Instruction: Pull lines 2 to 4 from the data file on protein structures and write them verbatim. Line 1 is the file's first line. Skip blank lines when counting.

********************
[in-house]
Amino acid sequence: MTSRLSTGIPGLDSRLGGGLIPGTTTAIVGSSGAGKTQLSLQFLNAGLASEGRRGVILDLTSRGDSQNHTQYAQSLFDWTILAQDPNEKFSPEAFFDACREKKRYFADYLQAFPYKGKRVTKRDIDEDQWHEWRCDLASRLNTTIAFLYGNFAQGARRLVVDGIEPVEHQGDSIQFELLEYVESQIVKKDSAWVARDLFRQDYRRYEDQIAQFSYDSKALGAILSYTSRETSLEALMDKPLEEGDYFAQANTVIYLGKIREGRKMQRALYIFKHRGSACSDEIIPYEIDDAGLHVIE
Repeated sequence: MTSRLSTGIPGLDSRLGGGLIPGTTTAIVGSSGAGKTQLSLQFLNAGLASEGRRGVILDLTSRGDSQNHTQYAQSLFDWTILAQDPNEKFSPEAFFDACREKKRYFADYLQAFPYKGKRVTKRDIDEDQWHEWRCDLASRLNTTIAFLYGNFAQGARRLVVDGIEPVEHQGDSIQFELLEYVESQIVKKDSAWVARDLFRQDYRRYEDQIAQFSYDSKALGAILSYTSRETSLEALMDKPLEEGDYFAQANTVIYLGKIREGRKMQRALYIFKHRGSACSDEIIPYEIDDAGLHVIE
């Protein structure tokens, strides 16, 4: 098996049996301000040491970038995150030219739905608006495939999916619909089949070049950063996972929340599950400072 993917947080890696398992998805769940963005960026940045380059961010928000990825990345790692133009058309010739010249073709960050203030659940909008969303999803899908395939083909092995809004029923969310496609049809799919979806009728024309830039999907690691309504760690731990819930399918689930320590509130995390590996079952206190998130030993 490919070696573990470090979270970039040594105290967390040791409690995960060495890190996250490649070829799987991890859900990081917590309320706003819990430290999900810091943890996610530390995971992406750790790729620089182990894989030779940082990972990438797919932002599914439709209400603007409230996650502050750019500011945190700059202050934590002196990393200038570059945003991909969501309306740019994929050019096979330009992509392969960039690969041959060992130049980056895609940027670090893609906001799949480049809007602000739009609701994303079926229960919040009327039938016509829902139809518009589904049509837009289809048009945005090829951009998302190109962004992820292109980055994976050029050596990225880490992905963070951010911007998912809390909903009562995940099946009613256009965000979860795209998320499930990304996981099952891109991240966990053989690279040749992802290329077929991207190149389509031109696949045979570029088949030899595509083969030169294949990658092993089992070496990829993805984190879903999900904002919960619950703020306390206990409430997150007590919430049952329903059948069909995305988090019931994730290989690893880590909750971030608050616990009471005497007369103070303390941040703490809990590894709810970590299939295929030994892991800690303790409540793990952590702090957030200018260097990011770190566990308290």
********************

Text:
Amino acid sequence: MTSRLSTGIPGLDSRLGGGLIPGTTTAIVGSSGAGKTQLSLQFLNAGLASEGRRGVILDLTSRGDSQNHTQYAQSLFDWTILAQDPNEKFSPEAFFDACREKKRYFADYLQAFPYKGKRVTKRDIDEDQWHEWRCDLASRLNTTIAFLYGNFAQGARRLVVDGIEPVEHQGDSIQFELLEYVESQIVKKDSAWVARDLFRQDYRRYEDQIAQFSYDSKALGAILSYTSRETSLEALMDKPLEEGDYFAQANTVIYLGKIREGRKMQRALYIFKHRGSACSDEIIPYEIDDAGLHVIE
Repeated sequence: MTSRLSTGIPGLDSRLGGGLIPGTTTAIVGSSGAGKTQLSLQFLNAGLASEGRRGVILDLTSRGDSQNHTQYAQSLFDWTILAQDPNEKFSPEAFFDACREKKRYFADYLQAFPYKGKRVTKRDIDEDQWHEWRCDLASRLNTTIAFLYGNFAQGARRLVVDGIEPVEHQGDSIQFELLEYVESQIVKKDSAWVARDLFRQDYRRYEDQIAQFSYDSKALGAILSYTSRETSLEALMDKPLEEGDYFAQANTVIYLGKIREGRKMQRALYIFKHRGSACSDEIIPYEIDDAGLHVIE
């Protein structure tokens, strides 16, 4: 098996049996301000040491970038995150030219739905608006495939999916619909089949070049950063996972929340599950400072 993917947080890696398992998805769940963005960026940045380059961010928000990825990345790692133009058309010739010249073709960050203030659940909008969303999803899908395939083909092995809004029923969310496609049809799919979806009728024309830039999907690691309504760690731990819930399918689930320590509130995390590996079952206190998130030993 490919070696573990470090979270970039040594105290967390040791409690995960060495890190996250490649070829799987991890859900990081917590309320706003819990430290999900810091943890996610530390995971992406750790790729620089182990894989030779940082990972990438797919932002599914439709209400603007409230996650502050750019500011945190700059202050934590002196990393200038570059945003991909969501309306740019994929050019096979330009992509392969960039690969041959060992130049980056895609940027670090893609906001799949480049809007602000739009609701994303079926229960919040009327039938016509829902139809518009589904049509837009289809048009945005090829951009998302190109962004992820292109980055994976050029050596990225880490992905963070951010911007998912809390909903009562995940099946009613256009965000979860795209998320499930990304996981099952891109991240966990053989690279040749992802290329077929991207190149389509031109696949045979570029088949030899595509083969030169294949990658092993089992070496990829993805984190879903999900904002919960619950703020306390206990409430997150007590919430049952329903059948069909995305988090019931994730290989690893880590909750971030608050616990009471005497007369103070303390941040703490809990590894709810970590299939295929030994892991800690303790409540793990952590702090957030200018260097990011770190566990308290």